By Tom Hals
(Reuters) - At least two last-minute bids were received on Tuesday for Atlantic City's Revel casino, which closed this month, setting up an auction to challenge an agreed sale to a Florida developer.
Bidding on the two-year-old casino, which cost $2.4 billion to build, will start at $94 million.
Revel's owner obtained an initial, or stalking horse, cash bid of $90 million from Glenn Straub, a Florida developer. A stalking horse bid creates a floor for bids to be submitted at a court-supervised auction.
It is still possible that the bids received on Tuesday may not qualify if they fail to meet certain requirements, such as financing arrangements.
The bids came from a party involved with casino gaming outside New Jersey and a real estate developer, according to a person familiar with the bidding process.
John Cunningham, Revel's attorney from the White & Case law firm, did not immediately respond to requests for comment.
Straub on Monday said in an interview that he wants to convert the Revel into a university where the best and brightest young minds from across the world could work on the big issues of the day.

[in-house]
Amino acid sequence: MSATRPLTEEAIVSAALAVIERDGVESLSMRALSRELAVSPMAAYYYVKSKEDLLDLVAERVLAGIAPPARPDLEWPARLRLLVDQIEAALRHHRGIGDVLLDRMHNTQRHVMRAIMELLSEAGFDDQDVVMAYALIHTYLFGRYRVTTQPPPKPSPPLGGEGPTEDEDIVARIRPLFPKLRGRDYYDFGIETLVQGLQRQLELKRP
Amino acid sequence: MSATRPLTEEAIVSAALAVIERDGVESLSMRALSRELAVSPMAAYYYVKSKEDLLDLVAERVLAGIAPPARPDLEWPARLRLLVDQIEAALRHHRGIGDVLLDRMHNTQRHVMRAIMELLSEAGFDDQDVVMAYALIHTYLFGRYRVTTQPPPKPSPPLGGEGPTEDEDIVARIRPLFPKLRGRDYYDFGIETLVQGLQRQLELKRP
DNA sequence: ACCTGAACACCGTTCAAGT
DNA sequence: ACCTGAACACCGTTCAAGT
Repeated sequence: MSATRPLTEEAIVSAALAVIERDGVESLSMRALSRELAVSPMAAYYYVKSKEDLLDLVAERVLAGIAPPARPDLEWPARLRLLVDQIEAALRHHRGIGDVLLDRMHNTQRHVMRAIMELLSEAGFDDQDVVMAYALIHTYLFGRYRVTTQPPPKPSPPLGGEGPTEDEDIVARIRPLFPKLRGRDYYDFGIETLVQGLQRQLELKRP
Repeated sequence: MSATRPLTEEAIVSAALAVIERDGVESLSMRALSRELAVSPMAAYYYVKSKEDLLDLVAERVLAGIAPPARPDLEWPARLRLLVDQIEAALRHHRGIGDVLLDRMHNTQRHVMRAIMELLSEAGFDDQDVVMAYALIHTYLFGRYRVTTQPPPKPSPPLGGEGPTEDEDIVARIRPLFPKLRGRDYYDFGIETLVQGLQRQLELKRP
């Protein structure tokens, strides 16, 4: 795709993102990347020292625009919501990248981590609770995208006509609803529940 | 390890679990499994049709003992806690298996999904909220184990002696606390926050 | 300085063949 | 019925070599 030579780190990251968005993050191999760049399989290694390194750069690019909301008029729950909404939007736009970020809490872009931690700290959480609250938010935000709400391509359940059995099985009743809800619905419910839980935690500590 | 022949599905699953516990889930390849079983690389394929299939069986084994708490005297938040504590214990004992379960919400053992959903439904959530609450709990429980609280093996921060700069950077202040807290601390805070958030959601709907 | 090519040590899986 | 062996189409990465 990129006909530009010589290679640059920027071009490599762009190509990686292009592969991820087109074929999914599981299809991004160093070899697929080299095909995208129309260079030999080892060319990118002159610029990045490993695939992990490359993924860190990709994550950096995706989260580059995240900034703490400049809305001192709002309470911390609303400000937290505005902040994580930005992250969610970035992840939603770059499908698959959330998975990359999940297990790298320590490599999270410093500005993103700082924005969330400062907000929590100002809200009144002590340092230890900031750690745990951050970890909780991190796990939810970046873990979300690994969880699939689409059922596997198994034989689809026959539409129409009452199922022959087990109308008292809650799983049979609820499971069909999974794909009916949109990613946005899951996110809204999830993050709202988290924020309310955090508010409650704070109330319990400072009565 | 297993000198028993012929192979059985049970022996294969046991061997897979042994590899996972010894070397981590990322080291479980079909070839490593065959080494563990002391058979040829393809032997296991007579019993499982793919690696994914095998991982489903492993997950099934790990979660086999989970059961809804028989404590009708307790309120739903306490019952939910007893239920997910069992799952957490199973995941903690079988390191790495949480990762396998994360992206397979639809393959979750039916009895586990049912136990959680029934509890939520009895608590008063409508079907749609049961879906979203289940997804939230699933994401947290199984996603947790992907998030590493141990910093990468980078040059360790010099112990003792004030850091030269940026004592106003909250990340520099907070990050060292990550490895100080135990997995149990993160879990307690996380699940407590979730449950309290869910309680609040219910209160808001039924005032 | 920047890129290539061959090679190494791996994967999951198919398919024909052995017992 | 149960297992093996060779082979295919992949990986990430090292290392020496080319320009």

On Tuesday, as the 4 p.m. bid deadline passed, Straub told the Press of Atlantic City he would not be bothered if he lost the auction, calling the Revel a "monstrosity."
When it opened in 2012, the Revel casino was seen as a groundbreaking project that would bring Las Vegas glitz to the struggling New Jersey beach resort. The massive hotel, at 57 stories the tallest casino building in the United States, played down gambling and emphasized entertainment, fine dining and sleek design.
However, the hotel opened as neighboring states began to license more gaming options, undermining New Jersey's market.
Four Atlantic City casinos have closed this year, leaving the city with eight. The Trump Taj Mahal notified its 3,100 workers last week that they may lose their jobs and the casino may close in November.
(Reporting by Tom Hals in Wilmington, Delaware; Editing by Steve Orlofsky)